Most firms that I talk to have invested in people and technology and implemented policies and procedures to ensure that their corporate data and/or their client’s data is protected within their organization. Secure servers, offsite back-up, VPNs, document management systems, strong passwords, data retention policies – everyone is familiar with these terms in the information age. What I find fascinating is the level of investment and attention to details that many firms employ internally, in contrast to how they share confidential or critical information externally.
I’ll give you an example. I was speaking to a group of managing partners at a large law firm recently, who were interested in using an online solution to share files outside of their organization with clients, other lawyers, and third parties for a variety of financial transactions. The files they wanted to share contained confidential and personal information and were to be collected from their clients and from the document management system. Internally, they had all the systems in place to protect this data – firewalls, restricted access, document check in – check out – it was all covered. When we started talking about using a SaaS application to share the documents outside of the firm, the idea was met with widespread skepticism. The concept of using a third party software application that was not owned by the firm or connected to their internal systems was not going to be acceptable. Understanding my challenge and having had this conversation before, I asked the question, “How do you send confidential documents that may have protected personal information to people outside of your organization today?” The answer was exactly what I had expected – Email using Outlook.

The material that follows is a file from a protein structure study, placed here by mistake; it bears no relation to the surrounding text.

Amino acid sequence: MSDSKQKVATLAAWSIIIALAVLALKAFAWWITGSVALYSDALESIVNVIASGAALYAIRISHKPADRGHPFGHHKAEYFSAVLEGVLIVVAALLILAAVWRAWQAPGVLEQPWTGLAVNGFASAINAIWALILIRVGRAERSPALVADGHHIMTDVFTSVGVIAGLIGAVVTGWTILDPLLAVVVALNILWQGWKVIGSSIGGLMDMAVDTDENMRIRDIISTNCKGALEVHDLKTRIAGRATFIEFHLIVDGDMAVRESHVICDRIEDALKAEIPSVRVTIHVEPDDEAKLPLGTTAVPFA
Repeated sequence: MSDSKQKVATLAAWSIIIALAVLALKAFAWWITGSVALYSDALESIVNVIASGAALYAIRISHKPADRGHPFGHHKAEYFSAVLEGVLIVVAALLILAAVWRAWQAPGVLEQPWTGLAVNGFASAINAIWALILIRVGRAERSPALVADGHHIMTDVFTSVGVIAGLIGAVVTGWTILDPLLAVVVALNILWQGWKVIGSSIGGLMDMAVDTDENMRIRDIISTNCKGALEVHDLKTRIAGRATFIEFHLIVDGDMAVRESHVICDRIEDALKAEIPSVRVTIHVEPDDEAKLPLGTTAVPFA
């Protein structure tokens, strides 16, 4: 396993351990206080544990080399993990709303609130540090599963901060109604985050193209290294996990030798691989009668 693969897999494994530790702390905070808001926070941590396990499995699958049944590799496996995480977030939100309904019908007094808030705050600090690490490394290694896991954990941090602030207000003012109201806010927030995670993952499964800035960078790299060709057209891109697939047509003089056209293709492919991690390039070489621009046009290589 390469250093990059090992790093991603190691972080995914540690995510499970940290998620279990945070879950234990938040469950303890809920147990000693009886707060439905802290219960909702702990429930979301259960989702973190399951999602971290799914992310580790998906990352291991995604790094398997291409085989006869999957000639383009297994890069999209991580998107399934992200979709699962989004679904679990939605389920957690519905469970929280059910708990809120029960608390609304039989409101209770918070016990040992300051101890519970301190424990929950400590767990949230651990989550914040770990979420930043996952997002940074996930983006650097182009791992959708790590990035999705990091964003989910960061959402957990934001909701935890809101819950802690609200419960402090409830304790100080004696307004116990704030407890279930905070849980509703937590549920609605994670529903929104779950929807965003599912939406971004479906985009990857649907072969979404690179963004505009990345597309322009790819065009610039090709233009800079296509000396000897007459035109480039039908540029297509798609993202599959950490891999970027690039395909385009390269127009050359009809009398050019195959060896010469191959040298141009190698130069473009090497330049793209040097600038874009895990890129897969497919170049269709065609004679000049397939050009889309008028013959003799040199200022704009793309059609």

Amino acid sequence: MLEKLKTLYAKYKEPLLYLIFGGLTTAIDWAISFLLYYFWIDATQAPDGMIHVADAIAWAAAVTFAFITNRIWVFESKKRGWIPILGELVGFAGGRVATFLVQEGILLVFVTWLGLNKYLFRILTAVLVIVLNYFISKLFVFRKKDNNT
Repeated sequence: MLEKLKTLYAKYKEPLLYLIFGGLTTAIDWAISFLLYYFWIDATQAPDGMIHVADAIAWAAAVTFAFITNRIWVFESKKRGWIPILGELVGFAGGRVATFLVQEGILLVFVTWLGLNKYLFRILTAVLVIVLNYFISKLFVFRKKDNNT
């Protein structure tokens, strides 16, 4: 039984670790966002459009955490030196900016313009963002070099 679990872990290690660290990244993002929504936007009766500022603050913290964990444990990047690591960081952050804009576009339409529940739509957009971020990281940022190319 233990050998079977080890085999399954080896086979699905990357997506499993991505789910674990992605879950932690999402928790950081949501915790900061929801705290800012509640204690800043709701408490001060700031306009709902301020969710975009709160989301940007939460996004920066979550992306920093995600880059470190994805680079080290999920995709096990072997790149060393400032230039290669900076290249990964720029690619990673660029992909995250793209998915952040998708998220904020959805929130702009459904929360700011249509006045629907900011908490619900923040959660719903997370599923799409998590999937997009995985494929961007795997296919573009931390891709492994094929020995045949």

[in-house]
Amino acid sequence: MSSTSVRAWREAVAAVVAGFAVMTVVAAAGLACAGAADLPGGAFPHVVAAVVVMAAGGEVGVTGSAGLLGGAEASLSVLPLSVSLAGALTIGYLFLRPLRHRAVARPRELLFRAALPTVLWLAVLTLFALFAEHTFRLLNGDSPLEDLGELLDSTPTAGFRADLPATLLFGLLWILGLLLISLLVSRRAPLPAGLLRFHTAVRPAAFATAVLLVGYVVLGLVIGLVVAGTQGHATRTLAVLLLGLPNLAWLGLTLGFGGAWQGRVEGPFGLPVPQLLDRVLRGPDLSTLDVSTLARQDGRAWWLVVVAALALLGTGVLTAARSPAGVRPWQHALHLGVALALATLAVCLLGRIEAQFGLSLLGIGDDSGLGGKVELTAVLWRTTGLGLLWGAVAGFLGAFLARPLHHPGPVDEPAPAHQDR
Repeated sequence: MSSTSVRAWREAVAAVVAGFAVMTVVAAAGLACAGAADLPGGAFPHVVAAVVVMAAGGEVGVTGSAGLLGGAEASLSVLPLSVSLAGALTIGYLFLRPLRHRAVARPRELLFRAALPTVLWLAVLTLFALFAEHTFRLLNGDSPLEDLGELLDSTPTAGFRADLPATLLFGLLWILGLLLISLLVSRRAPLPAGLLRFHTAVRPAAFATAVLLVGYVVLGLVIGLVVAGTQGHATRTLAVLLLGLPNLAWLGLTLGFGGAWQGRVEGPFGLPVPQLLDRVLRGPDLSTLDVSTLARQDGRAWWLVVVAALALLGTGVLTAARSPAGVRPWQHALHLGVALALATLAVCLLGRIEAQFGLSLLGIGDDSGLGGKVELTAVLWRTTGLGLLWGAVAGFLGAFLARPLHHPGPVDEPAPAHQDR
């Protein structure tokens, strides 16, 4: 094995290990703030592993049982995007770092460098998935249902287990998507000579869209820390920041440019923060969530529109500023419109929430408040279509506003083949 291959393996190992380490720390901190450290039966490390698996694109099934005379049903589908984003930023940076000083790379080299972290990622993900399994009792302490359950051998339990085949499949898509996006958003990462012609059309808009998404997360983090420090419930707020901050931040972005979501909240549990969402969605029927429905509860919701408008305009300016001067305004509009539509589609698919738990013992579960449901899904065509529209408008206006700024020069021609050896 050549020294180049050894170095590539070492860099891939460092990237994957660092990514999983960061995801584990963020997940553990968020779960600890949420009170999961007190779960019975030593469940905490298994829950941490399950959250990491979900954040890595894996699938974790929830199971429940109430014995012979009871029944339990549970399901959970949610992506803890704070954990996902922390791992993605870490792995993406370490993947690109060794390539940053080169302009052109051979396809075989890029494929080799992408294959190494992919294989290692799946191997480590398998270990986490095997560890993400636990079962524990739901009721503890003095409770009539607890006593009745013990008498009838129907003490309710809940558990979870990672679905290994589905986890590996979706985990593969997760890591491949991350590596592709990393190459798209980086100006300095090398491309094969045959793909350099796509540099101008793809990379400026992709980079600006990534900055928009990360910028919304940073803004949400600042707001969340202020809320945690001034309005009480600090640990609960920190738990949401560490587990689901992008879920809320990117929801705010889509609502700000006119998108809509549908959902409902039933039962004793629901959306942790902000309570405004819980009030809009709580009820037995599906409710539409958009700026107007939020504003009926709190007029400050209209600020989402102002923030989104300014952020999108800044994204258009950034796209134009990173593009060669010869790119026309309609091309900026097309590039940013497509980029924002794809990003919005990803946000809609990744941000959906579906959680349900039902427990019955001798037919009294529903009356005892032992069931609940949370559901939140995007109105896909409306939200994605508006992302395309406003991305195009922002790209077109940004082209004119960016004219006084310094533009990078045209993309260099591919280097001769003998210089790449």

Here are a couple of facts about sending confidential documents with personal information via email:
- The files are not encrypted or protected in transit or after receipt
- You have no control over what happens to those files after you hit the send button
- You have no idea who may end up with a copy as a result of a forward or reply to all
- Shared email attachments can launch hidden computer programs known as malware that spread across many computers compromising internal networks.
- There are examples of firms in litigation because they sent confidential information via email to the wrong recipient
The point to my story is that many firms go to great lengths to protect data internally. However, the same firms that invest to protect information internally often ignore the risks associated with sharing information outside of their organization. The need to share information with multiple parties in different locations, even globally in different time zones, is increasing across all business, so firms need to find a way to accommodate sharing information while managing the risk. A virtual data room can provide a turnkey solution with no upfront capital investment in hardware and software and no investment in resources to develop, support, and maintain the technology and security associated with it. In the end, the managing partners of the firm chose to move ahead with our solution based on the points I refer to in the previous sentence – and because it mitigates all of the risks of using email for the same purpose.